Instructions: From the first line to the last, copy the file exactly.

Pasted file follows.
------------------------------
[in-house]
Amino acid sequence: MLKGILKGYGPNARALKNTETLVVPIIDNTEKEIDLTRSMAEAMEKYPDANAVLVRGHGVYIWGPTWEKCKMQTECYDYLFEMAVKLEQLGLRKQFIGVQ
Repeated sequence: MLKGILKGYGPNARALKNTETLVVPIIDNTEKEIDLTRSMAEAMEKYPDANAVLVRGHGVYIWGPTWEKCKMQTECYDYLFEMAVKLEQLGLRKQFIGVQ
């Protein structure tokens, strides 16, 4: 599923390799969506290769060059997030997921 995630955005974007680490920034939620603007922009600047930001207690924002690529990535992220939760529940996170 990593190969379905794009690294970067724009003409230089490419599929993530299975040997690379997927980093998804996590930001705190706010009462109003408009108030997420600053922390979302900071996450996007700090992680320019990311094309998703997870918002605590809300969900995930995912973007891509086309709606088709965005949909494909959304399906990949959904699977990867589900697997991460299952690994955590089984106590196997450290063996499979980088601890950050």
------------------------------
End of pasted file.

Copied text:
[in-house]
Amino acid sequence: MLKGILKGYGPNARALKNTETLVVPIIDNTEKEIDLTRSMAEAMEKYPDANAVLVRGHGVYIWGPTWEKCKMQTECYDYLFEMAVKLEQLGLRKQFIGVQ
Repeated sequence: MLKGILKGYGPNARALKNTETLVVPIIDNTEKEIDLTRSMAEAMEKYPDANAVLVRGHGVYIWGPTWEKCKMQTECYDYLFEMAVKLEQLGLRKQFIGVQ
């Protein structure tokens, strides 16, 4: 599923390799969506290769060059997030997921 995630955005974007680490920034939620603007922009600047930001207690924002690529990535992220939760529940996170 990593190969379905794009690294970067724009003409230089490419599929993530299975040997690379997927980093998804996590930001705190706010009462109003408009108030997420600053922390979302900071996450996007700090992680320019990311094309998703997870918002605590809300969900995930995912973007891509086309709606088709965005949909494909959304399906990949959904699977990867589900697997991460299952690994955590089984106590196997450290063996499979980088601890950050």